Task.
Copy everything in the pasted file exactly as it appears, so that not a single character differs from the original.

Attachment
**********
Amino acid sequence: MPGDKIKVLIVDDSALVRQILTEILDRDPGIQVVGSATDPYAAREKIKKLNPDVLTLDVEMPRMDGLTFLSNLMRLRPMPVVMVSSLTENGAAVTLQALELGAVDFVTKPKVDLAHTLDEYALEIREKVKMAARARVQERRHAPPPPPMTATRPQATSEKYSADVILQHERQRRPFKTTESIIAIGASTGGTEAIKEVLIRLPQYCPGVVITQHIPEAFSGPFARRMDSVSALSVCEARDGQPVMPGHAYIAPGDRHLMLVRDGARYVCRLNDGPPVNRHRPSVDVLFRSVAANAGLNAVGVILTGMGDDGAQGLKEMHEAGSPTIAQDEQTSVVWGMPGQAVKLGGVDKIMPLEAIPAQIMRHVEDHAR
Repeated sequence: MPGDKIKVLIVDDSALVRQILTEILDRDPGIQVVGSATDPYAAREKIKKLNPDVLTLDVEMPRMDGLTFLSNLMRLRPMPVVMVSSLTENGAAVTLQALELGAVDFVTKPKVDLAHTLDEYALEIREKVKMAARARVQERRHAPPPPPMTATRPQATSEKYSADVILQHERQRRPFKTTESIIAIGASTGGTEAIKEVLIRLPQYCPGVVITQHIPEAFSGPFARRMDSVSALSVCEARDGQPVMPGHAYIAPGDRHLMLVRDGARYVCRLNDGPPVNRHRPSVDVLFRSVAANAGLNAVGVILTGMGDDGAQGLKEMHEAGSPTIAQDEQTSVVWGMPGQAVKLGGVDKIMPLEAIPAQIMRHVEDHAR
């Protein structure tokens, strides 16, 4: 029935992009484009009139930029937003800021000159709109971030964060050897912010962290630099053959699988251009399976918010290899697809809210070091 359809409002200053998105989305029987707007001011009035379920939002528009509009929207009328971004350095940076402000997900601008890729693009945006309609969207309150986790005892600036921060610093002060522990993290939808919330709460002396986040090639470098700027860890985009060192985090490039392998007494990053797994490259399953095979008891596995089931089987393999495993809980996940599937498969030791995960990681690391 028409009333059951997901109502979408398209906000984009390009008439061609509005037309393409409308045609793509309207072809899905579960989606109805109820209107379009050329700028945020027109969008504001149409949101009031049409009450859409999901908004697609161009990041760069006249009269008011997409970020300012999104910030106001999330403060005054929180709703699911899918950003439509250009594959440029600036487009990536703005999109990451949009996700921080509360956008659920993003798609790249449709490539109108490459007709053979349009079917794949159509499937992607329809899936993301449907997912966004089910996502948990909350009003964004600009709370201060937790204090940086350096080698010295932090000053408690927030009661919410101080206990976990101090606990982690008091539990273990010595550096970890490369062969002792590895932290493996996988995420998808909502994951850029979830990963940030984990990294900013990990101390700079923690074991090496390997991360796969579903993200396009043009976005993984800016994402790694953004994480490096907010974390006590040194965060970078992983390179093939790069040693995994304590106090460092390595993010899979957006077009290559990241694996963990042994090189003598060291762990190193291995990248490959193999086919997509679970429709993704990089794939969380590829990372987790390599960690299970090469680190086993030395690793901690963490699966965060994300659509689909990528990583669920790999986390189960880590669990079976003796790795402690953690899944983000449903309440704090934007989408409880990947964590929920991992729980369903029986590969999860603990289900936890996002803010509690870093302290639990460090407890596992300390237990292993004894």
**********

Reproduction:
Amino acid sequence: MPGDKIKVLIVDDSALVRQILTEILDRDPGIQVVGSATDPYAAREKIKKLNPDVLTLDVEMPRMDGLTFLSNLMRLRPMPVVMVSSLTENGAAVTLQALELGAVDFVTKPKVDLAHTLDEYALEIREKVKMAARARVQERRHAPPPPPMTATRPQATSEKYSADVILQHERQRRPFKTTESIIAIGASTGGTEAIKEVLIRLPQYCPGVVITQHIPEAFSGPFARRMDSVSALSVCEARDGQPVMPGHAYIAPGDRHLMLVRDGARYVCRLNDGPPVNRHRPSVDVLFRSVAANAGLNAVGVILTGMGDDGAQGLKEMHEAGSPTIAQDEQTSVVWGMPGQAVKLGGVDKIMPLEAIPAQIMRHVEDHAR
Repeated sequence: MPGDKIKVLIVDDSALVRQILTEILDRDPGIQVVGSATDPYAAREKIKKLNPDVLTLDVEMPRMDGLTFLSNLMRLRPMPVVMVSSLTENGAAVTLQALELGAVDFVTKPKVDLAHTLDEYALEIREKVKMAARARVQERRHAPPPPPMTATRPQATSEKYSADVILQHERQRRPFKTTESIIAIGASTGGTEAIKEVLIRLPQYCPGVVITQHIPEAFSGPFARRMDSVSALSVCEARDGQPVMPGHAYIAPGDRHLMLVRDGARYVCRLNDGPPVNRHRPSVDVLFRSVAANAGLNAVGVILTGMGDDGAQGLKEMHEAGSPTIAQDEQTSVVWGMPGQAVKLGGVDKIMPLEAIPAQIMRHVEDHAR
């Protein structure tokens, strides 16, 4: 029935992009484009009139930029937003800021000159709109971030964060050897912010962290630099053959699988251009399976918010290899697809809210070091 359809409002200053998105989305029987707007001011009035379920939002528009509009929207009328971004350095940076402000997900601008890729693009945006309609969207309150986790005892600036921060610093002060522990993290939808919330709460002396986040090639470098700027860890985009060192985090490039392998007494990053797994490259399953095979008891596995089931089987393999495993809980996940599937498969030791995960990681690391 028409009333059951997901109502979408398209906000984009390009008439061609509005037309393409409308045609793509309207072809899905579960989606109805109820209107379009050329700028945020027109969008504001149409949101009031049409009450859409999901908004697609161009990041760069006249009269008011997409970020300012999104910030106001999330403060005054929180709703699911899918950003439509250009594959440029600036487009990536703005999109990451949009996700921080509360956008659920993003798609790249449709490539109108490459007709053979349009079917794949159509499937992607329809899936993301449907997912966004089910996502948990909350009003964004600009709370201060937790204090940086350096080698010295932090000053408690927030009661919410101080206990976990101090606990982690008091539990273990010595550096970890490369062969002792590895932290493996996988995420998808909502994951850029979830990963940030984990990294900013990990101390700079923690074991090496390997991360796969579903993200396009043009976005993984800016994402790694953004994480490096907010974390006590040194965060970078992983390179093939790069040693995994304590106090460092390595993010899979957006077009290559990241694996963990042994090189003598060291762990190193291995990248490959193999086919997509679970429709993704990089794939969380590829990372987790390599960690299970090469680190086993030395690793901690963490699966965060994300659509689909990528990583669920790999986390189960880590669990079976003796790795402690953690899944983000449903309440704090934007989408409880990947964590929920991992729980369903029986590969999860603990289900936890996002803010509690870093302290639990460090407890596992300390237990292993004894």